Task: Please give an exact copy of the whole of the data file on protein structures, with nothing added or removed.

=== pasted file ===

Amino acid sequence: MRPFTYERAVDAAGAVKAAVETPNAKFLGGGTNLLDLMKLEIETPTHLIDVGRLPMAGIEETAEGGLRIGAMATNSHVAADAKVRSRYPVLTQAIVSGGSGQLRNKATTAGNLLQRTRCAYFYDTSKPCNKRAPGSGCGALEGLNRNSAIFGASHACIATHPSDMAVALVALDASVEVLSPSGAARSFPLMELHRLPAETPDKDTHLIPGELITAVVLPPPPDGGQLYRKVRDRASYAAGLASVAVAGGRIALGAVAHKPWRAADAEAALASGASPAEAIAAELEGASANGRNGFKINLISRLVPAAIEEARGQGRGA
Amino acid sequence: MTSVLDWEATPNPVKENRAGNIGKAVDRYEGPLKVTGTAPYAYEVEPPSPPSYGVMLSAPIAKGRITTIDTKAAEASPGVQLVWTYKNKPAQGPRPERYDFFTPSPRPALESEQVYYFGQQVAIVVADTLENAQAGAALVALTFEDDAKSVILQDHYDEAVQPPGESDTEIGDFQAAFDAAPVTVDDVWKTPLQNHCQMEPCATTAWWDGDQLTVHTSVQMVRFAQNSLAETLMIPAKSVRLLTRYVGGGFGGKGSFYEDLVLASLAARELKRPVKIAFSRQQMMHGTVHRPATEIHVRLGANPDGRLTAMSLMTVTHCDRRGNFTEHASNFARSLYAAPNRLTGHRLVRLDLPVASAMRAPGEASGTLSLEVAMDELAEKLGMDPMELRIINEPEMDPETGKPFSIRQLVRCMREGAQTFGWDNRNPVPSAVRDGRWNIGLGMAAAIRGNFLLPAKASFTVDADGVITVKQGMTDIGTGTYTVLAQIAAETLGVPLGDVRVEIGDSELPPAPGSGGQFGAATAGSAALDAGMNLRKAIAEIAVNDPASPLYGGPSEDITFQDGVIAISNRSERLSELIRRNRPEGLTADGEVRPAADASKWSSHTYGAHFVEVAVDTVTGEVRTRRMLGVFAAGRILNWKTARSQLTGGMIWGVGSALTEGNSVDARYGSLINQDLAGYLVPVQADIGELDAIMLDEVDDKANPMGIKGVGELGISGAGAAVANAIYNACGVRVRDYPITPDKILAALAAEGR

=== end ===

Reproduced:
Amino acid sequence: MRPFTYERAVDAAGAVKAAVETPNAKFLGGGTNLLDLMKLEIETPTHLIDVGRLPMAGIEETAEGGLRIGAMATNSHVAADAKVRSRYPVLTQAIVSGGSGQLRNKATTAGNLLQRTRCAYFYDTSKPCNKRAPGSGCGALEGLNRNSAIFGASHACIATHPSDMAVALVALDASVEVLSPSGAARSFPLMELHRLPAETPDKDTHLIPGELITAVVLPPPPDGGQLYRKVRDRASYAAGLASVAVAGGRIALGAVAHKPWRAADAEAALASGASPAEAIAAELEGASANGRNGFKINLISRLVPAAIEEARGQGRGA
Amino acid sequence: MTSVLDWEATPNPVKENRAGNIGKAVDRYEGPLKVTGTAPYAYEVEPPSPPSYGVMLSAPIAKGRITTIDTKAAEASPGVQLVWTYKNKPAQGPRPERYDFFTPSPRPALESEQVYYFGQQVAIVVADTLENAQAGAALVALTFEDDAKSVILQDHYDEAVQPPGESDTEIGDFQAAFDAAPVTVDDVWKTPLQNHCQMEPCATTAWWDGDQLTVHTSVQMVRFAQNSLAETLMIPAKSVRLLTRYVGGGFGGKGSFYEDLVLASLAARELKRPVKIAFSRQQMMHGTVHRPATEIHVRLGANPDGRLTAMSLMTVTHCDRRGNFTEHASNFARSLYAAPNRLTGHRLVRLDLPVASAMRAPGEASGTLSLEVAMDELAEKLGMDPMELRIINEPEMDPETGKPFSIRQLVRCMREGAQTFGWDNRNPVPSAVRDGRWNIGLGMAAAIRGNFLLPAKASFTVDADGVITVKQGMTDIGTGTYTVLAQIAAETLGVPLGDVRVEIGDSELPPAPGSGGQFGAATAGSAALDAGMNLRKAIAEIAVNDPASPLYGGPSEDITFQDGVIAISNRSERLSELIRRNRPEGLTADGEVRPAADASKWSSHTYGAHFVEVAVDTVTGEVRTRRMLGVFAAGRILNWKTARSQLTGGMIWGVGSALTEGNSVDARYGSLINQDLAGYLVPVQADIGELDAIMLDEVDDKANPMGIKGVGELGISGAGAAVANAIYNACGVRVRDYPITPDKILAALAAEGR